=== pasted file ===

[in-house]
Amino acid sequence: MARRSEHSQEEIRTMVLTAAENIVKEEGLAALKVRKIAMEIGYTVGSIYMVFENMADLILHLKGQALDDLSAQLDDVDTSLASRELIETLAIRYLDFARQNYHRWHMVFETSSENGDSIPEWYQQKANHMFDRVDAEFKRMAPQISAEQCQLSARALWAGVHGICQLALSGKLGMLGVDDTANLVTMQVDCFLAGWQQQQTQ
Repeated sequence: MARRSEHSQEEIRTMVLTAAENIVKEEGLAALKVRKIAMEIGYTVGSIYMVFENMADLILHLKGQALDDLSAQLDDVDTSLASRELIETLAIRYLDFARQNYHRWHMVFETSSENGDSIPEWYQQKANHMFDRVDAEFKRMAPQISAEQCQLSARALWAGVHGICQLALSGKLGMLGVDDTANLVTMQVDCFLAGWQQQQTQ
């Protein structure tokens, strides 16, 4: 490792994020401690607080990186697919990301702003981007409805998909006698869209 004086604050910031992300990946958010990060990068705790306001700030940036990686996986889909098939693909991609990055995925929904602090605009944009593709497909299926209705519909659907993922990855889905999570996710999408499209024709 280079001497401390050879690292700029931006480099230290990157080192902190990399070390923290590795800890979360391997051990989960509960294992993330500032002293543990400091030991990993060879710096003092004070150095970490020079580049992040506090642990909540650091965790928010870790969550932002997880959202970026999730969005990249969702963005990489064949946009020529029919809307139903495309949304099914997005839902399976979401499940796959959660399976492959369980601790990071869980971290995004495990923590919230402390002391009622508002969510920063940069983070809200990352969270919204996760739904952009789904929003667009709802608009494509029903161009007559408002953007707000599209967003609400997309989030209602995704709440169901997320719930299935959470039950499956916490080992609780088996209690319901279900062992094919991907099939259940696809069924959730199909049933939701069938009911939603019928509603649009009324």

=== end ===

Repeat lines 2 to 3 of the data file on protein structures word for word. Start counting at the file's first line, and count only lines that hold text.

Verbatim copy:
Amino acid sequence: MARRSEHSQEEIRTMVLTAAENIVKEEGLAALKVRKIAMEIGYTVGSIYMVFENMADLILHLKGQALDDLSAQLDDVDTSLASRELIETLAIRYLDFARQNYHRWHMVFETSSENGDSIPEWYQQKANHMFDRVDAEFKRMAPQISAEQCQLSARALWAGVHGICQLALSGKLGMLGVDDTANLVTMQVDCFLAGWQQQQTQ
Repeated sequence: MARRSEHSQEEIRTMVLTAAENIVKEEGLAALKVRKIAMEIGYTVGSIYMVFENMADLILHLKGQALDDLSAQLDDVDTSLASRELIETLAIRYLDFARQNYHRWHMVFETSSENGDSIPEWYQQKANHMFDRVDAEFKRMAPQISAEQCQLSARALWAGVHGICQLALSGKLGMLGVDDTANLVTMQVDCFLAGWQQQQTQ